Super Smash Flash 2 Demo: Here's Everything to Know

Super Smash Flash 2 Demo

With over ten thousand fans already signed up for the upcoming Super Smash Flash 2 online versus mode, it is not surprising that the folks at McLeod Gaming are really proud of their latest game. Of course, the final version of SSF2 is still in the works, and the only things fans can do is to wait and to play the already awesome SSF2 demo. So, the big question for today is: what is the SSF2 demo all about? Well the good thing is that unlike most pre-conceived notions of what constitutes for a game "demo", v0.9 of SSF2 is more like an early build of the game than a sampler piece, which is a great thing. Read on to find out what makes this demo a cut above the rest.

Animation is Everything

The visual trademark of the Super Smash Flash series is that the game reinvents the Super Smash Bros. fighting game from 3D into 2D. And considering the fact that the video game icons bashing each other out in Smash were most originally in 2D, the switch from polygon models to the character sprites is not all that hard. This means that the developers had accurate sources to base off content from. Of course, there was still plenty of skill shown when it came to creating 2D character art for other characters.

Still, the biggest thing to consider with 2D artwork is not the character details -but how well it all animates. McLeod's super smash flash 2 showcases plenty of animated content, from the backgrounds, to the glorious opening intro, to the insane amount of character animations during combat. This game is visually impressive, and when you see the amount of detail given to the various neutral character stances to the stage-wide smash ball super moves, it is easy to see where plenty of the developer's efforts went.

A Full Fighting Game

The animations certainly took plenty of work, but the gameplay balance and combat system probably took the largest bulk of the effort. Creating a game is one thing, but a fighting game is a whole other species. In this genre, it is not just about getting a character from point A to point B, it is about being able to choose any character on the roster and feel as if none of the choices in the select screen are ‘better'.

Creating a sense of balance between characters is something that even large game companies struggle with. Of course, this is not to say that SSF2 is a perfectly balanced game in that regard, but it is obvious that the developers still try to make the effort.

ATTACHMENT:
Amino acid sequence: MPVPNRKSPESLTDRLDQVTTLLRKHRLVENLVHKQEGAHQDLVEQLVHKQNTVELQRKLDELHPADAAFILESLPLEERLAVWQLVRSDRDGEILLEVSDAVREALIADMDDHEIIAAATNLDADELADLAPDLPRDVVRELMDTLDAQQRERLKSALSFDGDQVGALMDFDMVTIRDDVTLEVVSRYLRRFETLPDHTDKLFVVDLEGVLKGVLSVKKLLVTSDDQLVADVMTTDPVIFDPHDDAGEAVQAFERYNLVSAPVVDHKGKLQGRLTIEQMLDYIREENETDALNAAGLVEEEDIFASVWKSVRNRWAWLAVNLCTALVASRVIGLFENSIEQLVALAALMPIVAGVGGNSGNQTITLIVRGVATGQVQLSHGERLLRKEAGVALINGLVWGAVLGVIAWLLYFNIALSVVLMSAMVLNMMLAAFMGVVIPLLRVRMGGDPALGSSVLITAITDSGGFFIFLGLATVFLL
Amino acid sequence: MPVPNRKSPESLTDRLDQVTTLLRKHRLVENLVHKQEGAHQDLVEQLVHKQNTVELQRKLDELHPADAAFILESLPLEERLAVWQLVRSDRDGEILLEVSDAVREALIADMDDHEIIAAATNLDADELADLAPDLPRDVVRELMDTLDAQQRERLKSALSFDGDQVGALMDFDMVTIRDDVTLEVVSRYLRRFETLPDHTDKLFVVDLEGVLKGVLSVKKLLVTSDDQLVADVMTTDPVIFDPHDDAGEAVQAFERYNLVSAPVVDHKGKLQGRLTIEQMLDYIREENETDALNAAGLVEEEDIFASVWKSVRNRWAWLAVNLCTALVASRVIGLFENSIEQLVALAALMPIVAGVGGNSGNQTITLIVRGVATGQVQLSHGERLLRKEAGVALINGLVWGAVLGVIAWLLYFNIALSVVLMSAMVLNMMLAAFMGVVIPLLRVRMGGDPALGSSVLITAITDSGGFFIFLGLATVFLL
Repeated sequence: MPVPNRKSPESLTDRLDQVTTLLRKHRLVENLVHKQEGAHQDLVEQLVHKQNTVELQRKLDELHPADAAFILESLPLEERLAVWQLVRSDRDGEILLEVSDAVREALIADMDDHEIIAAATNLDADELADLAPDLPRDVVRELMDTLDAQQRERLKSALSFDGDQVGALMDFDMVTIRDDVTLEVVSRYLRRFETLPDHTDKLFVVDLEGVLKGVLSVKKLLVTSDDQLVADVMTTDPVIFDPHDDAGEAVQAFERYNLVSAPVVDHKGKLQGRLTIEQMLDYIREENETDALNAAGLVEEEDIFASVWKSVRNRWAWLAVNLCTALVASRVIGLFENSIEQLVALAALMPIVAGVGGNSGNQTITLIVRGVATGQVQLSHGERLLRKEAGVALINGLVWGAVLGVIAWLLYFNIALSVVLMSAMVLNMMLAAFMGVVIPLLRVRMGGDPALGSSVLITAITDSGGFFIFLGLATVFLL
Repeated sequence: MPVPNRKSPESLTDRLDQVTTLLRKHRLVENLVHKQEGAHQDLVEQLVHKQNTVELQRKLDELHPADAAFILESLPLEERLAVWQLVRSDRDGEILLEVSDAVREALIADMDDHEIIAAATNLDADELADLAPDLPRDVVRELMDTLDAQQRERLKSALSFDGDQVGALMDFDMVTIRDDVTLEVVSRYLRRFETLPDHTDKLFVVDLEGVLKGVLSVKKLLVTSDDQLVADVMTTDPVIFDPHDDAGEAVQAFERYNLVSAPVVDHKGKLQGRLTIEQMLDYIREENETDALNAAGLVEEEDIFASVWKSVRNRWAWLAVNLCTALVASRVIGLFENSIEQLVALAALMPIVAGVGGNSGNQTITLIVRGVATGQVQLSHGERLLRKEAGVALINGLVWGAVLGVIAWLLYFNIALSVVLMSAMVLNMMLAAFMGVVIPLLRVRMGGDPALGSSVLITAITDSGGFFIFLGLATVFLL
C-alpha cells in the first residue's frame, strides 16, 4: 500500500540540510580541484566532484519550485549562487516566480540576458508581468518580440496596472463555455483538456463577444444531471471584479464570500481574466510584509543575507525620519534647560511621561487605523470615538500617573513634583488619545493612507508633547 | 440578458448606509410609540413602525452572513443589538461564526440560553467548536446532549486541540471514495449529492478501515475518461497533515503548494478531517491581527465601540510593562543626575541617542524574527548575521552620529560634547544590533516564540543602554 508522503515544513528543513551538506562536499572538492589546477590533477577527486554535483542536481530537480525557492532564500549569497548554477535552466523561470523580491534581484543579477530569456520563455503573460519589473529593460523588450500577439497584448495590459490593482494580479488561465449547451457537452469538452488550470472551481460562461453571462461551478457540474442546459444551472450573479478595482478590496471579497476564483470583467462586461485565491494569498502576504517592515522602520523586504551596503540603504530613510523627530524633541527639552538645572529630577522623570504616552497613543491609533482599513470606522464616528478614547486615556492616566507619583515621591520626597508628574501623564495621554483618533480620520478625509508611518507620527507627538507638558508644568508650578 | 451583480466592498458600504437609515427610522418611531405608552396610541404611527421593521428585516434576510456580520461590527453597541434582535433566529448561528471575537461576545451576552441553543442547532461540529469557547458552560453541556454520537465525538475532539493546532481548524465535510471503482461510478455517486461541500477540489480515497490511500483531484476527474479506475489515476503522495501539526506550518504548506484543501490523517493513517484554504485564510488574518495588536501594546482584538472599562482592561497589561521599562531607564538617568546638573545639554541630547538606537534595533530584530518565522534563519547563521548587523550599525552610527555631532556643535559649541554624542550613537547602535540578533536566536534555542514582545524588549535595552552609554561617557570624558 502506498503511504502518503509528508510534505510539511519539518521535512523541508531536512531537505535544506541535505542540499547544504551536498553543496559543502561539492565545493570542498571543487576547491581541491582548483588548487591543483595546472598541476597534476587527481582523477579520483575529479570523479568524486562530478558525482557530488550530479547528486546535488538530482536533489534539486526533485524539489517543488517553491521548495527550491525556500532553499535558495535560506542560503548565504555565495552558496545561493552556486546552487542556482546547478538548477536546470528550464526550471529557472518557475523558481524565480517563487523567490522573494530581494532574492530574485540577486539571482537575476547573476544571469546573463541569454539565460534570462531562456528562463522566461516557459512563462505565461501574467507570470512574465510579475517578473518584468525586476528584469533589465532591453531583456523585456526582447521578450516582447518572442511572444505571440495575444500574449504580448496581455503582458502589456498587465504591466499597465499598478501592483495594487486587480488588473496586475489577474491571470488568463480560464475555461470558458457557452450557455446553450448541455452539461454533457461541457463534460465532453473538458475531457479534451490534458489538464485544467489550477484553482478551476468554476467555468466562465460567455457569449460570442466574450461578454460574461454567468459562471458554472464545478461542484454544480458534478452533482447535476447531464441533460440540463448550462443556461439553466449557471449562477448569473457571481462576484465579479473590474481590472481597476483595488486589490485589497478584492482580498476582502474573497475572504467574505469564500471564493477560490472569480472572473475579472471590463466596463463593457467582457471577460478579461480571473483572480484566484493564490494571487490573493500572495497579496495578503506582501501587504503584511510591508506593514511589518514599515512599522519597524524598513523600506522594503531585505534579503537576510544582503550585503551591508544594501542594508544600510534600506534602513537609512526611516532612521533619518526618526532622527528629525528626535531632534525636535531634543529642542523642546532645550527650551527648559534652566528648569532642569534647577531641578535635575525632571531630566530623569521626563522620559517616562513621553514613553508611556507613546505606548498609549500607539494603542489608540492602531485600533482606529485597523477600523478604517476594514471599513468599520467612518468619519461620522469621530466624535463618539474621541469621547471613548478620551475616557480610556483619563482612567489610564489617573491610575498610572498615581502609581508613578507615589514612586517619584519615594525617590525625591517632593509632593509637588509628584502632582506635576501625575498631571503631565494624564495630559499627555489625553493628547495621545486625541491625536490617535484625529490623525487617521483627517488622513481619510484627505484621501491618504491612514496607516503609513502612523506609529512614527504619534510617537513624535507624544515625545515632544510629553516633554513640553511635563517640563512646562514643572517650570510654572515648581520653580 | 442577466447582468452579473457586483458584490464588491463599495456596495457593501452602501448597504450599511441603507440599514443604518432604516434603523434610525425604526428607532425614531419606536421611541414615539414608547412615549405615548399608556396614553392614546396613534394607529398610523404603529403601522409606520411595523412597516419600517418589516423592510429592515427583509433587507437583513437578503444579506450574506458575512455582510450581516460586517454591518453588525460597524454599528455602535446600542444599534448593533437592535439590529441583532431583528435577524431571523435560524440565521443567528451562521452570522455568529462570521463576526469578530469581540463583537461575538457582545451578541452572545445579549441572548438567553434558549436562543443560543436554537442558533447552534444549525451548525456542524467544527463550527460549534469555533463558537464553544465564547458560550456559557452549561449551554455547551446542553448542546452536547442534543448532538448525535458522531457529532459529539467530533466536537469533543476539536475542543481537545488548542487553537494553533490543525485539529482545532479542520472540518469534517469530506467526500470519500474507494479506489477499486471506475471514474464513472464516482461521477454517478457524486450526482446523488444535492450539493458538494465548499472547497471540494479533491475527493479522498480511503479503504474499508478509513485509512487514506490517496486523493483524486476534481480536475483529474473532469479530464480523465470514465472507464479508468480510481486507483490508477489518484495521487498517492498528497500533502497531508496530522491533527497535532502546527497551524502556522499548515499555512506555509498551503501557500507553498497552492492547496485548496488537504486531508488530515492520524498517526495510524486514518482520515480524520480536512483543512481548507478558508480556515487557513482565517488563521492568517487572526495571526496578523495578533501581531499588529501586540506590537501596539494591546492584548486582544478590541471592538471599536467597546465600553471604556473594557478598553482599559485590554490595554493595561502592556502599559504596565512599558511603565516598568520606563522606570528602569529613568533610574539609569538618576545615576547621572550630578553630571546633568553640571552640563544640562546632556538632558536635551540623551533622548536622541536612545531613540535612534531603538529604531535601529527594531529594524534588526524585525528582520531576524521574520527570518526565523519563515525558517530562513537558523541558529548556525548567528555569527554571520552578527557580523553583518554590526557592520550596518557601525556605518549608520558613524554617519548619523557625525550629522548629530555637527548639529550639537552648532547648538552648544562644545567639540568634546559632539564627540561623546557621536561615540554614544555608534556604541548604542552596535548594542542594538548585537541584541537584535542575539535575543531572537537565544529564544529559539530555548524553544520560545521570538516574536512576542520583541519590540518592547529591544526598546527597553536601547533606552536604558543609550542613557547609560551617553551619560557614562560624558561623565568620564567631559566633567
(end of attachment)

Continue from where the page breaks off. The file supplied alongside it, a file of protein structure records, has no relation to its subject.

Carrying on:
Movelists are, of course, the biggest thing for the players. And each character in SSF2 is armed with his/her/its' set of own moves and features -very few characters actually feel or even play the same way (unless they come from the same series and share similar traits). This means that whether you play as Fox, Mario, or as Naruto, each experience will be completely different from the last.

Special moves come in a wide range of types, some are instant and allow you to damage enemies directly. Others, such as charge moves allow you to build up the skill and do plenty of damage afterwards. There are even a few unique ones, such as Bomberman's bombs which explode when the player presses a detonation switch. This makes for some very interesting gameplay and the nods to the various abilities of the characters (we like that bit with Megaman being able to change weapons with a ‘mini-menu' in the middle of combat).

Plenty to Play

Version 0.9 is indeed a "demo" but unlike other game demonstration give players a limited volume of characters and a minimal amount of stages, Super Smash Flash 2 gives as many as it can. Right off the bat, you can play as any of the unlocked characters (well over a dozen iconic gaming and anime characters to choose from) , and there are several game available such as versus, training, and even a few event matches (though that is still heavily in construction.

The combat in the game is smooth, fast, and responsive - a big improvement on the first one which you can find here: This is critical for any game that features fast paced combat. While we are still seeking a good third party controller that works well with this game (a keyboard is not an appropriate input device for fighting games), we are pleased to say that fighting enemies in a 4-way battle as iconic 16-bit style gaming heroes is nothing short of addictively fun.

The AI opponents are designed to keep players on their toes, which is good for those who are playing the demo as part of preparing for the online multiplayer feature of the game. Here's to hoping that the developers are able to create good lobbies for matchups that connect players with those of not only equal skill, but also of compatible network latency.

Overall, we highly recommend trying out the demo of SSF2, it is fun, engaging, and an amazing flash game -and just the sheer fact of knowing that it will get even better with the release of the final version makes it all the more exciting to play.